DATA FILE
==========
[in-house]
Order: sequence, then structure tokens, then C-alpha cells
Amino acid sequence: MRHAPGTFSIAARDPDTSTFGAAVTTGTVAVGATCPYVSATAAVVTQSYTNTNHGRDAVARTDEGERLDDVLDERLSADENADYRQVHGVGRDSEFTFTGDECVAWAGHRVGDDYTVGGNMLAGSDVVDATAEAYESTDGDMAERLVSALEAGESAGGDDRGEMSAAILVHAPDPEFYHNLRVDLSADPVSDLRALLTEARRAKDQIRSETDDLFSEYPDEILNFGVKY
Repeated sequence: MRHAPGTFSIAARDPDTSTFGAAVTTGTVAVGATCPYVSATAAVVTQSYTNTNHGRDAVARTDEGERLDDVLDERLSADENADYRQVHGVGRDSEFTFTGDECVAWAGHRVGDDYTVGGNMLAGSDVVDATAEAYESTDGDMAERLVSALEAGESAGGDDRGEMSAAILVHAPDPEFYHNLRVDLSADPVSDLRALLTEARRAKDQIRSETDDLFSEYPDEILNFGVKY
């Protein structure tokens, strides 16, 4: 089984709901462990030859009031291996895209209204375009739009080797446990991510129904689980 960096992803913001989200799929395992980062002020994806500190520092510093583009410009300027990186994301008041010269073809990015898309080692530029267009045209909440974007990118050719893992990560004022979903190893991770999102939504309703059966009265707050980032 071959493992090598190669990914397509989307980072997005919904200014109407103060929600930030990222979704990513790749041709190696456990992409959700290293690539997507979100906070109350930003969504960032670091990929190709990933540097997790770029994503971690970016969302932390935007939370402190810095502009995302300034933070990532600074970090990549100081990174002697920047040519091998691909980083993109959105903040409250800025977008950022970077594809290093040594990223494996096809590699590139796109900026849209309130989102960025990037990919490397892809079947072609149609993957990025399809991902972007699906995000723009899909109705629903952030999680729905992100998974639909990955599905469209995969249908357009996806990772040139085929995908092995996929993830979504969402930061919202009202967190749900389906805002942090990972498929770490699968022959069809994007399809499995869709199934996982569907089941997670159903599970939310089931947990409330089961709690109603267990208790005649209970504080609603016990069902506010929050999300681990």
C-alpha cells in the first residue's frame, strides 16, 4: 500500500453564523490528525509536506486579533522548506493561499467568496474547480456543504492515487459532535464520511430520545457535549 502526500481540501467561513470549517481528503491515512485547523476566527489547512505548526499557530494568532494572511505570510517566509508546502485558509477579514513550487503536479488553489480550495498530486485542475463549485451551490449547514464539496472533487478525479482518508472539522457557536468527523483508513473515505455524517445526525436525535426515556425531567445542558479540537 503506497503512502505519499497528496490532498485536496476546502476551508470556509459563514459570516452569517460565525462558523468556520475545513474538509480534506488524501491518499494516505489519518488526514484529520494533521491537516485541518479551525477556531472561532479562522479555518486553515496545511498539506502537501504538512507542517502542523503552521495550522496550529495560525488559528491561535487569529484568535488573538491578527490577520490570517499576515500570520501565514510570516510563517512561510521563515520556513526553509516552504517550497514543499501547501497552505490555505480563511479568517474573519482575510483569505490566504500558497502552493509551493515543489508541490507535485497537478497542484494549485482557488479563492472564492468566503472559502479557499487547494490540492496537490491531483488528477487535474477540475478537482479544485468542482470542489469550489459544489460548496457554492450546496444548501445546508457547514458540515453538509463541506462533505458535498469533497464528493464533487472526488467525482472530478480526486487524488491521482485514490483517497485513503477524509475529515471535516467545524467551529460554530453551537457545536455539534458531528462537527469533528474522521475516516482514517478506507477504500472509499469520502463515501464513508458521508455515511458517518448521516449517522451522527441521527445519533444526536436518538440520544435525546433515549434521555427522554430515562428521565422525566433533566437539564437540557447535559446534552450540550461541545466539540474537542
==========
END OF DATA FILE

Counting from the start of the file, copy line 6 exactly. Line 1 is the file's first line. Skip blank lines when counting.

C-alpha cells in the first residue's frame, strides 16, 4: 500500500453564523490528525509536506486579533522548506493561499467568496474547480456543504492515487459532535464520511430520545457535549 502526500481540501467561513470549517481528503491515512485547523476566527489547512505548526499557530494568532494572511505570510517566509508546502485558509477579514513550487503536479488553489480550495498530486485542475463549485451551490449547514464539496472533487478525479482518508472539522457557536468527523483508513473515505455524517445526525436525535426515556425531567445542558479540537 503506497503512502505519499497528496490532498485536496476546502476551508470556509459563514459570516452569517460565525462558523468556520475545513474538509480534506488524501491518499494516505489519518488526514484529520494533521491537516485541518479551525477556531472561532479562522479555518486553515496545511498539506502537501504538512507542517502542523503552521495550522496550529495560525488559528491561535487569529484568535488573538491578527490577520490570517499576515500570520501565514510570516510563517512561510521563515520556513526553509516552504517550497514543499501547501497552505490555505480563511479568517474573519482575510483569505490566504500558497502552493509551493515543489508541490507535485497537478497542484494549485482557488479563492472564492468566503472559502479557499487547494490540492496537490491531483488528477487535474477540475478537482479544485468542482470542489469550489459544489460548496457554492450546496444548501445546508457547514458540515453538509463541506462533505458535498469533497464528493464533487472526488467525482472530478480526486487524488491521482485514490483517497485513503477524509475529515471535516467545524467551529460554530453551537457545536455539534458531528462537527469533528474522521475516516482514517478506507477504500472509499469520502463515501464513508458521508455515511458517518448521516449517522451522527441521527445519533444526536436518538440520544435525546433515549434521555427522554430515562428521565422525566433533566437539564437540557447535559446534552450540550461541545466539540474537542